Yukon North Of Ordinary

News archive for January 16, 2014

Yukon College raises tuition fees

The Yukon College board of governors has approved a 1.9 per cent tuition fee increase

By Whitehorse Star on January 16, 2014 at 2:56 pm

The Yukon College board of governors has approved a 1.9 per cent tuition fee increase to take effect for all credit courses beginning in September.

But it has also eliminated its course application fee.

The price of a course credit will go from $110 to $112, the college announced Wednesday.

A full year of credit courses will rise by a maximum of $60 for students taking five courses per semester.

Vocational programs will rise from $1,650/term to $1,680/term.

The tuition for pre-employment programs will remain stable at $2,200.

Culinary arts, renewable resource management and practical nurse programs as well as academic and skill development programs will see no tuition fee boost.

“We strive to ensure that the price of education at Yukon College does not exceed the lowest one third of comparable colleges in western Canada, and this continues to be the case,” said Jennifer Moorlag, the college’s registrar.

“At the same time, however, the fixed costs of providing post-secondary education continue to rise.”

The college’s senior executive has also approved the elimination of the $50 application fee for students applying to any course or program, to take effect immediately.
“The application fee can be a barrier to accessing education for some students,” said Moorlag.

“Whereas many students are eligible to receive financial assistance with course fees and textbooks, application fees come directly out of their pockets.

“As part of our fee discussion this year, we took a hard look at ways we could reduce this particular barrier for our students and decided that we should eliminate it entirely.”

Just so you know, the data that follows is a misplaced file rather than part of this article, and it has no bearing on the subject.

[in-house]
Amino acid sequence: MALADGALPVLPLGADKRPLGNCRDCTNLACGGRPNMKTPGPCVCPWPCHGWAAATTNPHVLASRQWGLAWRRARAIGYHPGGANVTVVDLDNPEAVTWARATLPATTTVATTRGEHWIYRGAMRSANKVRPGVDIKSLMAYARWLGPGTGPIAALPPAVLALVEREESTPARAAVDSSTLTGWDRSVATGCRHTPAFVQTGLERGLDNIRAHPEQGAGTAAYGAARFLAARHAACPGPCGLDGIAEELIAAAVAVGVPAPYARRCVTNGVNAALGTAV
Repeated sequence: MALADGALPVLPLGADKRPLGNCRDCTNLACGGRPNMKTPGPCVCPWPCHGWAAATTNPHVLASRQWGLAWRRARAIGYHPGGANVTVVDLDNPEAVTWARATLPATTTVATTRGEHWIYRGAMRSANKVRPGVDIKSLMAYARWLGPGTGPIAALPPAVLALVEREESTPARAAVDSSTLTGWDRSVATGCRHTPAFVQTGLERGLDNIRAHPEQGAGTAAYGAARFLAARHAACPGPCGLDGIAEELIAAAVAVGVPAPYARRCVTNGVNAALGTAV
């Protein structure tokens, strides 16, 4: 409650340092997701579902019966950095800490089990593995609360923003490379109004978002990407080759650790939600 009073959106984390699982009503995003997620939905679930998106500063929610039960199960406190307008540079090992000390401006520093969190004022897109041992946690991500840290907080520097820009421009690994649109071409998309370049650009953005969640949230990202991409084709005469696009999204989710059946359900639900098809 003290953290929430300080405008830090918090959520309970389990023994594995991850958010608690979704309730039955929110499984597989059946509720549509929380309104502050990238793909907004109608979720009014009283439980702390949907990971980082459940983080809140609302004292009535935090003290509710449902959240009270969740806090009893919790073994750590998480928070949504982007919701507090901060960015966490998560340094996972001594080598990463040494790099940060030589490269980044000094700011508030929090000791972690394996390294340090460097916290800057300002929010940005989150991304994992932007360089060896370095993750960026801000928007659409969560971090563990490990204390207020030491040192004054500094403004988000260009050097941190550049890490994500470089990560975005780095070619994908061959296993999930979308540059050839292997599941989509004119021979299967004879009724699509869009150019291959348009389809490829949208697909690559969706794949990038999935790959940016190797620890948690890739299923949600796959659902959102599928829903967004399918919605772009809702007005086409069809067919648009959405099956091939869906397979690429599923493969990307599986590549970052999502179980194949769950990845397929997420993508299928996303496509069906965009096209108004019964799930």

College revenue for 2012/13 totalled $42 million, of which tuition and registration fees accounted for only three per cent or $1.15 million.

Territorial government base funding and third party contracts cover most of the college’s budget at 52 and 37 per cent respectively.

Moorlag also pointed to a range of improvements to students’ learning experience over the past year, many of which are in response to specific student feedback.

These include:

• the student engagement co-ordinator position increasing from part-time to full-time;

• expanded the hiring of students, including six welcome centre positions and a student recreation assistant;

• the transit initiative, which allows full-time students to use their college ID as a bus pass;

• a new information kiosk in the A wing to assist students;

• new furniture in student areas and mobile device plug-ins; and

• science lab upgrades.

The president of the college students’ council could not be reached for comment on the tuition increases Wednesday nor today.

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